-Martha Engel, Attorney

Today is Flag Day, which commemorates the adoption of the Stars and Stripes as our national flag 240 years ago.  Although maybe more obscure than Fourth of July or Memorial Day since it is not a federal holiday, this has always been one of my favorite American holidays.  There’s just something nostalgic, reverent, and almost pure about a street lined with even small American flags, which is how my neighborhood acknowledges the day.  For me, the flag is symbolic of freedom, of our nation’s values, of our veterans, and of hope for America’s future.

Although the flag itself was adopted over a decade before the Bill of Rights, the protection of free speech allows for irreverent use of the flag by burning it or otherwise desecrating it as a form of expressive speech.  While state and federal authorities have attempted to criminalize flag burning through several statutes, SCOTUS repeatedly struck down in the late 1980s and early 1990s such statutes as an unconstitutional impringement on free speech rights.

However, one of the only remaining codified restrictions on one’s ability to use the flag is the right to register it as a  trademark.  Section 2(b) of the Lanham Act prohibits registration of a mark that “consists of or comprises the flag or coat of arms or other insignia of the United States, or of any State or municipality, or of any foreign nation, or any simulation thereof.”  This restriction, as you may find through the examples below, seems to be inconsistently applied.  You will see registered marks that incorporate the Stars and Stripes, but other marks that were refused registration.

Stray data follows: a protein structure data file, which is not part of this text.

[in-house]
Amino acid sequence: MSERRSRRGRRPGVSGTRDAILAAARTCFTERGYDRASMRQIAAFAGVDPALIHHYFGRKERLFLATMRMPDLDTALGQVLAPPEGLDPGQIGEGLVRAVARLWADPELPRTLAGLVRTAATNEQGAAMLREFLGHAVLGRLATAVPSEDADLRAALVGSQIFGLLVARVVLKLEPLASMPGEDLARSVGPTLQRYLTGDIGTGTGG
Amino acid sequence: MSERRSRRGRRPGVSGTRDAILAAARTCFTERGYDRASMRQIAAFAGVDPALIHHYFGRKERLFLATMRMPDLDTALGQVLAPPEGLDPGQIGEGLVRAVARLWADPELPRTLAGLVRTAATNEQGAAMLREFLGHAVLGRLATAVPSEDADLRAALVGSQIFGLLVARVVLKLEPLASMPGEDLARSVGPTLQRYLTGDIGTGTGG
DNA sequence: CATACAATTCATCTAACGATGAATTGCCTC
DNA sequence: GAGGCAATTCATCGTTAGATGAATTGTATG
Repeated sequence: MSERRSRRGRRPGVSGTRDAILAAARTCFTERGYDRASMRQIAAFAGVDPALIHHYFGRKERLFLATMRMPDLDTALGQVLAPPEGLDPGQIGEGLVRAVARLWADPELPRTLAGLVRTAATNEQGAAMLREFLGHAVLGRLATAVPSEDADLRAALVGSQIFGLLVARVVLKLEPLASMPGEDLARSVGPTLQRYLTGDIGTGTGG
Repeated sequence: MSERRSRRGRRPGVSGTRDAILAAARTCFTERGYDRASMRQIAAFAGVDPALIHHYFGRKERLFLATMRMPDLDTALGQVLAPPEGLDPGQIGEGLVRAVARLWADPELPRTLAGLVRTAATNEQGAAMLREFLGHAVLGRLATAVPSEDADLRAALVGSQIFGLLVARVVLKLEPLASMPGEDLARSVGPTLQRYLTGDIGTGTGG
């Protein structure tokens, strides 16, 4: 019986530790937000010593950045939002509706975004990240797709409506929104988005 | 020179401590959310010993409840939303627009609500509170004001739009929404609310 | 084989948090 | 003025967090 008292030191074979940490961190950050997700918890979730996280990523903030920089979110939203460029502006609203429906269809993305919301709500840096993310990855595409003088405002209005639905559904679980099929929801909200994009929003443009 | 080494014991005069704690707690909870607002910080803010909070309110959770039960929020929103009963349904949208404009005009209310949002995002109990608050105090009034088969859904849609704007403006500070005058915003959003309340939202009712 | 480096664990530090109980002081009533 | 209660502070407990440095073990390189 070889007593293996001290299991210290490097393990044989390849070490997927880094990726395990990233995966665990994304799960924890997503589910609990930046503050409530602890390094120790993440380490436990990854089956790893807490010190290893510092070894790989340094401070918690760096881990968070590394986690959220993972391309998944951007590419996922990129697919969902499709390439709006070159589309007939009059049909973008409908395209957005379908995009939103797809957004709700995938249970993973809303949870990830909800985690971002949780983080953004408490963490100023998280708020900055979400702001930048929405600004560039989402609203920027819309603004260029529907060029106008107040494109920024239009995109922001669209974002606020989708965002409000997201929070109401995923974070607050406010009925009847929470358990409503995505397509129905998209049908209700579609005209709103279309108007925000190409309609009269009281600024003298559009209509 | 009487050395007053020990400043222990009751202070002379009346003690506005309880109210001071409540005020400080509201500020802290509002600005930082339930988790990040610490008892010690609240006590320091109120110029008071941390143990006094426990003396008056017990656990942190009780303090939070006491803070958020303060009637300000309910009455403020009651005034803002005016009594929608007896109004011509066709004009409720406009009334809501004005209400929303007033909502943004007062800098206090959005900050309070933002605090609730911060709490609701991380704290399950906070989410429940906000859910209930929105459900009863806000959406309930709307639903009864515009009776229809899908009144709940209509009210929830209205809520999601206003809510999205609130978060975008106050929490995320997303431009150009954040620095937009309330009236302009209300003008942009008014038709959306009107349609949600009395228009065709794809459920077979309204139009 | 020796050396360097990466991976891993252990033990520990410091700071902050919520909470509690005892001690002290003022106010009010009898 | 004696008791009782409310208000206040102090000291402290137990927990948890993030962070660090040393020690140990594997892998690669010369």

Compare these marks of recently filed applications.  Which do you think were abandoned after being refused registration under 2(b)?  Which do you think are allowed or registered?  (Answers below).

(A) and (B) were both filed in class 25 on apparel goods.  (C) was filed for pet cremation urns.  (D) was filed by the Shooting Star Flag Company and (E) was filed by the Everytown for Gun Safety Action Fund.  (F) and (G) were obviously filed related to the marijuana industry.

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We are expecting a decision from SCOTUS any day now regarding its review of the Federal Circuit’s holding in THE SLANTS case that Section 2(a) of the Lanham Act is unconstitutional on free speech grounds.  It will be interesting to see whether SCOTUS discusses Section 2(a) relative to Section 2(b) at all in the context of whether the USPTO’s prior practices have amounted to unconstitutional content-based restrictions of speech.

(Answers:  B, C, E, F and G are allowed or registered marks.  Only A and D received 2(b) refusals.  Did you get them all right?)